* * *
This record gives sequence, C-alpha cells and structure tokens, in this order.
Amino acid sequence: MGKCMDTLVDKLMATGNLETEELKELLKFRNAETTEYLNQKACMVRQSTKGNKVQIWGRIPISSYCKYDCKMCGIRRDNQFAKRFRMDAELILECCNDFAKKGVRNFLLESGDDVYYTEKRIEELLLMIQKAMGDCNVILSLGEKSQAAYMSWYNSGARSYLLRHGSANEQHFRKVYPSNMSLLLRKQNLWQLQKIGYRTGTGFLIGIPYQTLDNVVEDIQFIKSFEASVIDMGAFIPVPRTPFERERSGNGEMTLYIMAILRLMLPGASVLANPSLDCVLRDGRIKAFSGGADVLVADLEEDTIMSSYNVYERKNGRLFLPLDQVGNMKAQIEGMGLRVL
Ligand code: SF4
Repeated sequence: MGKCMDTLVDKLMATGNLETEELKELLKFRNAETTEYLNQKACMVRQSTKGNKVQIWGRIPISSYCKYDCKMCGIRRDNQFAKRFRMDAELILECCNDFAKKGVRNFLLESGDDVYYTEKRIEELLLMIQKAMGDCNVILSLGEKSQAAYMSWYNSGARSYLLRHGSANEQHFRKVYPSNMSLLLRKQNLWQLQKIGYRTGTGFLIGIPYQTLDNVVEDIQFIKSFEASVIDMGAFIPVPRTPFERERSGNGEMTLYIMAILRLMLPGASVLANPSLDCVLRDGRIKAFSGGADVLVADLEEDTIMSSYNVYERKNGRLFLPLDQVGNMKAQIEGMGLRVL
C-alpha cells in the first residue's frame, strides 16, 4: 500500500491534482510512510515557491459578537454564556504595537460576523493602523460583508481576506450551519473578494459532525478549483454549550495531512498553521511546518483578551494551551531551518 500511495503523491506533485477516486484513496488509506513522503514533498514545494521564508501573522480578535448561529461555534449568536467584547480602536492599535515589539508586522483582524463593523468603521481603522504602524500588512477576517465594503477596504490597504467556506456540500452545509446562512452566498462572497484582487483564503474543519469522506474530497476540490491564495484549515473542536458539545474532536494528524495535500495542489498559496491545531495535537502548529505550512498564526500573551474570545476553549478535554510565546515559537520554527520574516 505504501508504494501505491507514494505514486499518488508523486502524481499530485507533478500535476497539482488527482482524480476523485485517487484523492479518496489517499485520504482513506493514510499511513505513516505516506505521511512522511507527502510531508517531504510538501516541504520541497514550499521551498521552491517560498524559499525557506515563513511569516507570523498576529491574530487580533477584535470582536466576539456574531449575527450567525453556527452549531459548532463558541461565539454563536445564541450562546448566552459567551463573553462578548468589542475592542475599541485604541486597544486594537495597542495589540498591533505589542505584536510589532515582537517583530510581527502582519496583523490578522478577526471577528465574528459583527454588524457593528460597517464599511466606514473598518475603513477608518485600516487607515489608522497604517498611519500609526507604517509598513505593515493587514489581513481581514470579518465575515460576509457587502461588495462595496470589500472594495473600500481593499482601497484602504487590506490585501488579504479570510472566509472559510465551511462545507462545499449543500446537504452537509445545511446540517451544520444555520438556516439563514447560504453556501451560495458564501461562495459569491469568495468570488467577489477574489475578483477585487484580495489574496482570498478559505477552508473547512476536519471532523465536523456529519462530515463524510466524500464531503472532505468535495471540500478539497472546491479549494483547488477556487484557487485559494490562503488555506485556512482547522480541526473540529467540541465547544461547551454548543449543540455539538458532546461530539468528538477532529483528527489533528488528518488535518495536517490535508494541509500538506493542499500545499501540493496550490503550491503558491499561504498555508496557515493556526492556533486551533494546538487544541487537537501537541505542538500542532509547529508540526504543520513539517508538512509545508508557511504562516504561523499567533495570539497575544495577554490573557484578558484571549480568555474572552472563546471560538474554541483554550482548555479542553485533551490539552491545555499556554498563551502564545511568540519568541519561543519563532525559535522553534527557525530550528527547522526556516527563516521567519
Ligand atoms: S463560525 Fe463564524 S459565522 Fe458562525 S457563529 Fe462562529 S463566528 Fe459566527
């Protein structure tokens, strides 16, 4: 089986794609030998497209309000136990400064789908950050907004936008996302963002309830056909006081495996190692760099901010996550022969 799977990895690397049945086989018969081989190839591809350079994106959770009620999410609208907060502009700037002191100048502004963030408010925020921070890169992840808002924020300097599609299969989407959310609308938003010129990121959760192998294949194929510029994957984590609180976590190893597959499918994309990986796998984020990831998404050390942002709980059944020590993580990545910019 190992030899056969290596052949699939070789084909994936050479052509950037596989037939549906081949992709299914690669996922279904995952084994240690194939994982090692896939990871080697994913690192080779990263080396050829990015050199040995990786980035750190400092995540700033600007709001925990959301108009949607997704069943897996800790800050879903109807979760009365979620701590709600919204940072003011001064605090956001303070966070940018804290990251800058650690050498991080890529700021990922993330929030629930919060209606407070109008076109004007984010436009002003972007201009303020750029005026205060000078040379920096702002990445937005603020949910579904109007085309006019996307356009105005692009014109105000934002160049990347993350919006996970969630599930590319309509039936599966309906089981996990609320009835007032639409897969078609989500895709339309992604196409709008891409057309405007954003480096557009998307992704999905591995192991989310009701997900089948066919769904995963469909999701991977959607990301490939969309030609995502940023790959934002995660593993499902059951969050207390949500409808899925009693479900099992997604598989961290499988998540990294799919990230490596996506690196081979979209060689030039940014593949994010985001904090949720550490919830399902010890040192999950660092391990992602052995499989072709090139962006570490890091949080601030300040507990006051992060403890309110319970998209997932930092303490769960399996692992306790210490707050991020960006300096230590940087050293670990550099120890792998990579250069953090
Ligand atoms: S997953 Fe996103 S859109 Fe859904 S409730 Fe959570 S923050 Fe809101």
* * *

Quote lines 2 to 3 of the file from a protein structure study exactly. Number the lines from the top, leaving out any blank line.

Amino acid sequence: MGKCMDTLVDKLMATGNLETEELKELLKFRNAETTEYLNQKACMVRQSTKGNKVQIWGRIPISSYCKYDCKMCGIRRDNQFAKRFRMDAELILECCNDFAKKGVRNFLLESGDDVYYTEKRIEELLLMIQKAMGDCNVILSLGEKSQAAYMSWYNSGARSYLLRHGSANEQHFRKVYPSNMSLLLRKQNLWQLQKIGYRTGTGFLIGIPYQTLDNVVEDIQFIKSFEASVIDMGAFIPVPRTPFERERSGNGEMTLYIMAILRLMLPGASVLANPSLDCVLRDGRIKAFSGGADVLVADLEEDTIMSSYNVYERKNGRLFLPLDQVGNMKAQIEGMGLRVL
Ligand code: SF4